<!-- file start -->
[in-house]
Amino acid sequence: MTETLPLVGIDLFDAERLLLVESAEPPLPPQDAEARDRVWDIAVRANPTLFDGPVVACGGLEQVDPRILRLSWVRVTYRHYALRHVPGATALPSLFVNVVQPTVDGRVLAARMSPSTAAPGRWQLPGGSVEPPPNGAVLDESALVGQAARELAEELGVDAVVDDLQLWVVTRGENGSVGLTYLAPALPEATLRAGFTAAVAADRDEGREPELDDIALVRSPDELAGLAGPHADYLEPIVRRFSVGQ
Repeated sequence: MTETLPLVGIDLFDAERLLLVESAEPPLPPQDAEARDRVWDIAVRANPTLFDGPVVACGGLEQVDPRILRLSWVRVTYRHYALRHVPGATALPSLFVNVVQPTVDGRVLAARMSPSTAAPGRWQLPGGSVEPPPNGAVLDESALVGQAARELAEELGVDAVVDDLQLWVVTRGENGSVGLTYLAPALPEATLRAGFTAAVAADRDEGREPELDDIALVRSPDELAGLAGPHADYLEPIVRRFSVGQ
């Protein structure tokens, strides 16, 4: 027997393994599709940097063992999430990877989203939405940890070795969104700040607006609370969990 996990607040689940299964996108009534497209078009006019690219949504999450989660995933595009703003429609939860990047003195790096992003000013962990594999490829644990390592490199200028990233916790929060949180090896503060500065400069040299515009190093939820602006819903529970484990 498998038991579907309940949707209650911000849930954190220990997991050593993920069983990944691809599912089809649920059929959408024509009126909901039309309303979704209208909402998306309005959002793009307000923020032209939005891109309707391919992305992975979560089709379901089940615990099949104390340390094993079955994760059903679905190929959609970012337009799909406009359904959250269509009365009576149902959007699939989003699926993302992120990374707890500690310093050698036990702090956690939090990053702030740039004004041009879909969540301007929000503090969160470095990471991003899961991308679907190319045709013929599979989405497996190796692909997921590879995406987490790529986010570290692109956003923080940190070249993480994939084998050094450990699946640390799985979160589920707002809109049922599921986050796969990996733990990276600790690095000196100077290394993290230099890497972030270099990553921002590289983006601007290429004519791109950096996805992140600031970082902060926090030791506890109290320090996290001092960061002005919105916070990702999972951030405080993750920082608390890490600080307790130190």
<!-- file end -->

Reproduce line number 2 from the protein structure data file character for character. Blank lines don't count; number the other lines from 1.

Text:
Amino acid sequence: MTETLPLVGIDLFDAERLLLVESAEPPLPPQDAEARDRVWDIAVRANPTLFDGPVVACGGLEQVDPRILRLSWVRVTYRHYALRHVPGATALPSLFVNVVQPTVDGRVLAARMSPSTAAPGRWQLPGGSVEPPPNGAVLDESALVGQAARELAEELGVDAVVDDLQLWVVTRGENGSVGLTYLAPALPEATLRAGFTAAVAADRDEGREPELDDIALVRSPDELAGLAGPHADYLEPIVRRFSVGQ